In his weekly radio address, Governor Paul LePage of Maine discussed the state's energy situation. In one section, he talked about the state's Renewable Portfolio Standard.http://www.maine.gov/tools/whatsnew/index.php?topic=Gov_Radi...Unfortunately, Maine’s renewable energy mandate will raise electricity prices by $145 million and cost Mainers nearly 1000 jobs. It is because Maine’s Renewable Portfolio Standard, often referred to as RPS, requires that some of the state’s electricity be generated by expensive "renewable" sources, like wind power and solar. The problem I have with this methodology is other green energy sources like hydropower are left out of the mix. Hydropower is clean and readily available in Maine. More importantly, it is inexpensive and can save Mainers a lot of money. ---------------------------------------------------------------This is similar to the policies of Washington state and California. All of these states have large hydroelectric resources, but do not count hydro power as renewable. (In California, hydro generators smaller than 30 MW can be included in the RPS, but only if certain environmental restrictions are followed.)If they were really serious about producing clean energy, it wouldn't be a Renewable Standard in the first place. It would be a Clean Energy Standard, which would include nuclear, along with large hydro and the traditional renewables. But you won't see the major environmental organizations discuss the possibility of seeing nuclear in a positive light until the CO2 concentration is well above 400 ppm, and they begin to wonder why the existing green energy mandates haven't worked.- Pete
But you won't see the major environmental organizations discuss the possibility of seeing nuclear in a positive light until the CO2 concentration is well above 400 ppm, and they begin to wonder why the existing green energy mandates haven't worked.- Pete ===============================But you won't see more nuclear power being generated for years because several nuclear plants are shutdown due to botched repairs and NRC investigations of unsafe operations at other nuclear plants. This does not help to turn the nuclear power image around. Nuclear power generated is down 4.4%July 2011 - 72,345,000 megawatt-hoursJuly 2012 - 69,129,000 megawatt-hourshttp://www.eia.gov/electricity/monthly/pdf/epm.pdfSome of the problems are due to the fact that the nuclear industry has lost much of its talent and the new people are making mistakes because they lack the experience. Some of the problems are due to management emphasis on taking more maintenance and repair risks for profits. There are no other explanations for what is happening in the poor operation of existing nuclear plants. jaagu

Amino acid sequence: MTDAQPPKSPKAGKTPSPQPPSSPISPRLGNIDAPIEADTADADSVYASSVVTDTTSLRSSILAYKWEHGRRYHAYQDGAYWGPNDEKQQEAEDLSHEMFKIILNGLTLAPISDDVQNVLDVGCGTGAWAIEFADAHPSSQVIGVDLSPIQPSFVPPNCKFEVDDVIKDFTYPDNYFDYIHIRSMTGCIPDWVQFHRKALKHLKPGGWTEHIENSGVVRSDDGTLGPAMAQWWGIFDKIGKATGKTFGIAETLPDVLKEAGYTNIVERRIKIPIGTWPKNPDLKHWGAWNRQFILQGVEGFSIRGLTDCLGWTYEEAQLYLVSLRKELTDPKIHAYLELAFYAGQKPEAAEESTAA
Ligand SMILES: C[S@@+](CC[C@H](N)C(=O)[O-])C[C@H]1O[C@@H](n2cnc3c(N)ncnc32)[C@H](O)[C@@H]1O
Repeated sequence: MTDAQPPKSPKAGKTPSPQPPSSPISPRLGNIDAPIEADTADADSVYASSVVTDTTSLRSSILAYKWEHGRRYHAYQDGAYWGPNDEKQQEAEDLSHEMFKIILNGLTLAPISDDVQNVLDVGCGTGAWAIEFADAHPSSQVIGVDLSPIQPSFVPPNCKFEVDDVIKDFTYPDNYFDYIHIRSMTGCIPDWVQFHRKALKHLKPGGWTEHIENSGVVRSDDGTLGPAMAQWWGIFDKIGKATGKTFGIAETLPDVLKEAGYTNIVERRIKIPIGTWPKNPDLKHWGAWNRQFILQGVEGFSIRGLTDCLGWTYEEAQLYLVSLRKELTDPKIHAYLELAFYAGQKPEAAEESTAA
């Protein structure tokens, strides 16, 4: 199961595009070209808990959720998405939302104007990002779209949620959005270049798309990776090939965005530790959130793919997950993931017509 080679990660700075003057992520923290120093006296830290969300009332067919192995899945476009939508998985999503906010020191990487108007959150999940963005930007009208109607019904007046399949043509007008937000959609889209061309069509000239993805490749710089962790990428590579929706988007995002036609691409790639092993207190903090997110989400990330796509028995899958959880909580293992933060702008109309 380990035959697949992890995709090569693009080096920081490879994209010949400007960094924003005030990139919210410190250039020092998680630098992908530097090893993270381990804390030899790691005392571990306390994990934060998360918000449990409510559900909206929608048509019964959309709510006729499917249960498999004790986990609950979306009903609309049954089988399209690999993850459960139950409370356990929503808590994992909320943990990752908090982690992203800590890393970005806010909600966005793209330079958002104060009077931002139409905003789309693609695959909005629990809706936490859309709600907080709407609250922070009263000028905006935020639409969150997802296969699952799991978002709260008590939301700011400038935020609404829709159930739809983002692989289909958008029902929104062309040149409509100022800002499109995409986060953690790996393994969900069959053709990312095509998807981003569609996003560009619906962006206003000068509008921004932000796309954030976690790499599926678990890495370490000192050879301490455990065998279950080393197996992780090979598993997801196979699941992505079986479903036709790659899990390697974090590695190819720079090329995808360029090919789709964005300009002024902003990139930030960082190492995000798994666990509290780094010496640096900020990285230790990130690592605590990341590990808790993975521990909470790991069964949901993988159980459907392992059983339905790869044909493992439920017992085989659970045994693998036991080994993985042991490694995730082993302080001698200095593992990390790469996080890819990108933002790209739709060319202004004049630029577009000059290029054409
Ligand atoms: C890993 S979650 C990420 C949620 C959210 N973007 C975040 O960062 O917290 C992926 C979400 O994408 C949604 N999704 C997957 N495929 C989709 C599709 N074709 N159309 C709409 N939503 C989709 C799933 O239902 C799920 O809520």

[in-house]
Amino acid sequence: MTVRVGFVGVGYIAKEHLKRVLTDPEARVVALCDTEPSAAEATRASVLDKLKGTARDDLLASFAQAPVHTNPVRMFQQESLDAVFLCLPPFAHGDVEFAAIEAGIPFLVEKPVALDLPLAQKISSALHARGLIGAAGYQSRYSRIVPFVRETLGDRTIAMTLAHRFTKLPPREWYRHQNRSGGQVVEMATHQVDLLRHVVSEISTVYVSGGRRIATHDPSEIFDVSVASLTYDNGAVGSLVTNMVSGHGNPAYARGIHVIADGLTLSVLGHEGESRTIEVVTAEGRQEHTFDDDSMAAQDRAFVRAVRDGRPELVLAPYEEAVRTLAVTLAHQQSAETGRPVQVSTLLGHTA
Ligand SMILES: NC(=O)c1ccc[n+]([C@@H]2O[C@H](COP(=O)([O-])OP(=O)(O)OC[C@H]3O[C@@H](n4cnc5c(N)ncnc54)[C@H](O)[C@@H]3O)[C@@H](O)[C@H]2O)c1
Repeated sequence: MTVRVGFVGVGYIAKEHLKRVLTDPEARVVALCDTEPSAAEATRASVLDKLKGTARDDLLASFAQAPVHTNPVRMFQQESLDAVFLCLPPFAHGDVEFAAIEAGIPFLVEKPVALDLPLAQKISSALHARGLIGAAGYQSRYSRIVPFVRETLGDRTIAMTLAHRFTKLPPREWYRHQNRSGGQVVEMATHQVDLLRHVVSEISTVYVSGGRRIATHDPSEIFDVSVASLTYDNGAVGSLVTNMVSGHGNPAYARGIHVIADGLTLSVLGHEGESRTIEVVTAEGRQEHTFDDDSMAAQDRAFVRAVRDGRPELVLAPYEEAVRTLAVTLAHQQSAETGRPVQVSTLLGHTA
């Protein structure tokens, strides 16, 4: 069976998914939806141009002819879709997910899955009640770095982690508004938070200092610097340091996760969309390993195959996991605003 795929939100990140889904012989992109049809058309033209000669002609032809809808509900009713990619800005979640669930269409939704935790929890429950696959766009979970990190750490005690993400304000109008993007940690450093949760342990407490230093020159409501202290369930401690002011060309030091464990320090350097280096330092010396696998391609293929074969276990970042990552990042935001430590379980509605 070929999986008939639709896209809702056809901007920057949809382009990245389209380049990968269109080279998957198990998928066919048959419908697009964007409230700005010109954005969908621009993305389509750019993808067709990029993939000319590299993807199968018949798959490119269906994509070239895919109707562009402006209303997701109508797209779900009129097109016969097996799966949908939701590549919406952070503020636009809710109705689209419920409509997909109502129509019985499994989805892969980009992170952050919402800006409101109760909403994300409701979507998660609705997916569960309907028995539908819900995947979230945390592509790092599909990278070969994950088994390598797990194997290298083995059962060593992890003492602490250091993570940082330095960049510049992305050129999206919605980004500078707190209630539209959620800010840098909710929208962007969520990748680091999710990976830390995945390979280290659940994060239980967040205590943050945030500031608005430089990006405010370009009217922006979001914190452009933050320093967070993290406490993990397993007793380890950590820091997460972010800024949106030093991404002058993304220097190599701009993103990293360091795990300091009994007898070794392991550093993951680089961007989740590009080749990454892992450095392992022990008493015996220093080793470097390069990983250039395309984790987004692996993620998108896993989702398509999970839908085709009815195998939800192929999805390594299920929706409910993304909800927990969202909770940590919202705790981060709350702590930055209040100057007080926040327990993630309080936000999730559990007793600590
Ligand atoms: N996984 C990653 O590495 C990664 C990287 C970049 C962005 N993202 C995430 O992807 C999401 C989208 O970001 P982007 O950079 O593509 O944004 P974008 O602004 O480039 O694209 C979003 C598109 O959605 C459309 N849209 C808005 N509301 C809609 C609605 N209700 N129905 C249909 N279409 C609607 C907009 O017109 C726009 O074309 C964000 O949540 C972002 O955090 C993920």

This is similar to the policies of Washington state and California. All of these states have large hydroelectric resources, but do not count hydro power as renewable.For the love of god, WHY?
This is similar to the policies of Washington state and California. All of these states have large hydroelectric resources, but do not count hydro power as renewable.For the love of god, WHY? ---------------------------------------------------------I think there is general opinion that we have already dammed up as many rivers as we can, and therefore it doesn't really matter if large hydro is included in the RPS, as there won't be any new dams in the future. I am not sure I buy into that argument, particularly for a sparsely populated state like Maine. In other places, existing hydroelectric facilities could be upgraded to provide more power. There are also areas where new hydroelectric pumped storage capacity could be added. But it is just too difficult to cut through all of the EPA's red tape. It is easier, and in the short term probably cheaper, just to build another natural gas burner.Then there is the trend towards actually removing dams from service in the name of protecting the environment.http://news.nationalgeographic.com/news/2011/09/110923-elwha...Short answer: Hydroelectric dams are disliked almost as much as nuclear power amongst the environmental crowd.- Pete
Here is a report from the Electric Power Research Institute (EPRI) on potential hydroelectric capacity additions in the US.http://www.aaas.org/spp/cstc/docs/07_06_1ERPI_report.pdfFrom the executive summary:The potential for waterpower expansion—at existing hydroelectric facilities, at dams without powerhouses, at new small- and low-power developments, and from the emerging next generation of waterpower technologies—is substantial, as presented and discussed herein. The potential increase in generation capacity is conservatively estimated as 23,000 MW by 2025. This includes:2,700 MW of new small and low power conventional hydropower(< 30 MW installed capacity);2,300 MW capacity gains at existing conventional hydropower;5,000 MW of new conventional hydropower at existing non-powered dams;10,000 MW from ocean wave energy technologies; and3,000 MW from hydrokinetic technologies.These estimates could be significantly increased if economic incentives and regulatory processing for the waterpower technology industry are enhanced. The overall resource potential, based on resource assessments conducted by the U.S. Department of Energy (DOE), EPRI and industry is estimated to range from 85,000 to 95,000 MW.--------------------------------------------------------The ocean wave and hydrokinetic technologies do not fall under the usual definition of hydroelectric power, but there are still untapped resources available from the conventional dam systems.- Pete
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